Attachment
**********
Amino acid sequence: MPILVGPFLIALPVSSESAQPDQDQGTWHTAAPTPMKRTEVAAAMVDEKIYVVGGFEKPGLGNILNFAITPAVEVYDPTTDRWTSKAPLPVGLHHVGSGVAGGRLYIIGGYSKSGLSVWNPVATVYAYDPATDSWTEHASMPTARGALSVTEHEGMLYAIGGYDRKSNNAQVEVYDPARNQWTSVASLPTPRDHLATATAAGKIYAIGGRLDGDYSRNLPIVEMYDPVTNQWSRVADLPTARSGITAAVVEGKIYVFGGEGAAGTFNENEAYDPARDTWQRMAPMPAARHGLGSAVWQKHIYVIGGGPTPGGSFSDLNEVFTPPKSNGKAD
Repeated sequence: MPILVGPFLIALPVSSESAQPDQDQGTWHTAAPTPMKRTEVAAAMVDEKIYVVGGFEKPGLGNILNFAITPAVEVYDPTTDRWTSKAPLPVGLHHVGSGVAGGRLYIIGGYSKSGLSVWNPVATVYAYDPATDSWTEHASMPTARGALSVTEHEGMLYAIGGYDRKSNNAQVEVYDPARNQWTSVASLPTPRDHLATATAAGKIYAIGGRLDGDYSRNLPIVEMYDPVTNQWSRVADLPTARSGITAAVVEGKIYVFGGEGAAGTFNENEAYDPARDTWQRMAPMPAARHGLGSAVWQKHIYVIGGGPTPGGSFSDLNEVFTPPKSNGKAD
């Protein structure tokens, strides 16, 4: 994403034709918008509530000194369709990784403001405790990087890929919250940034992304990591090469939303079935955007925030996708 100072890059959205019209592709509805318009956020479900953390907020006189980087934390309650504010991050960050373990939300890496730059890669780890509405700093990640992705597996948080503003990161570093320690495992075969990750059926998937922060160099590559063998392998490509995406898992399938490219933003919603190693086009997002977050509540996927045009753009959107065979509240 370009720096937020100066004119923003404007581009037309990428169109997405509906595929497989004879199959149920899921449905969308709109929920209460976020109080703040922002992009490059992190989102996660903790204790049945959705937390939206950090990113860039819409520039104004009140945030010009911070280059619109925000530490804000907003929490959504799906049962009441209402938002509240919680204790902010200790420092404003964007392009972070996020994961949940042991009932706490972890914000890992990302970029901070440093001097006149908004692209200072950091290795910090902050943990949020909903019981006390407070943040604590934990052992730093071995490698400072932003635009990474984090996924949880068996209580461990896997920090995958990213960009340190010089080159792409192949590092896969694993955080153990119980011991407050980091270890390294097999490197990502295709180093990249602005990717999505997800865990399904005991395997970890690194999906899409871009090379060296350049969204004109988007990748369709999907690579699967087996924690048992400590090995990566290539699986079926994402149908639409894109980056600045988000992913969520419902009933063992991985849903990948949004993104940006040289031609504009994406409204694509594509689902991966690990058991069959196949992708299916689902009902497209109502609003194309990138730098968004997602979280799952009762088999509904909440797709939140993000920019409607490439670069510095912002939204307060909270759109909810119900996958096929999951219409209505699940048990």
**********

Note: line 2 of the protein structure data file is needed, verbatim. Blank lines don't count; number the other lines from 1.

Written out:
Repeated sequence: MPILVGPFLIALPVSSESAQPDQDQGTWHTAAPTPMKRTEVAAAMVDEKIYVVGGFEKPGLGNILNFAITPAVEVYDPTTDRWTSKAPLPVGLHHVGSGVAGGRLYIIGGYSKSGLSVWNPVATVYAYDPATDSWTEHASMPTARGALSVTEHEGMLYAIGGYDRKSNNAQVEVYDPARNQWTSVASLPTPRDHLATATAAGKIYAIGGRLDGDYSRNLPIVEMYDPVTNQWSRVADLPTARSGITAAVVEGKIYVFGGEGAAGTFNENEAYDPARDTWQRMAPMPAARHGLGSAVWQKHIYVIGGGPTPGGSFSDLNEVFTPPKSNGKAD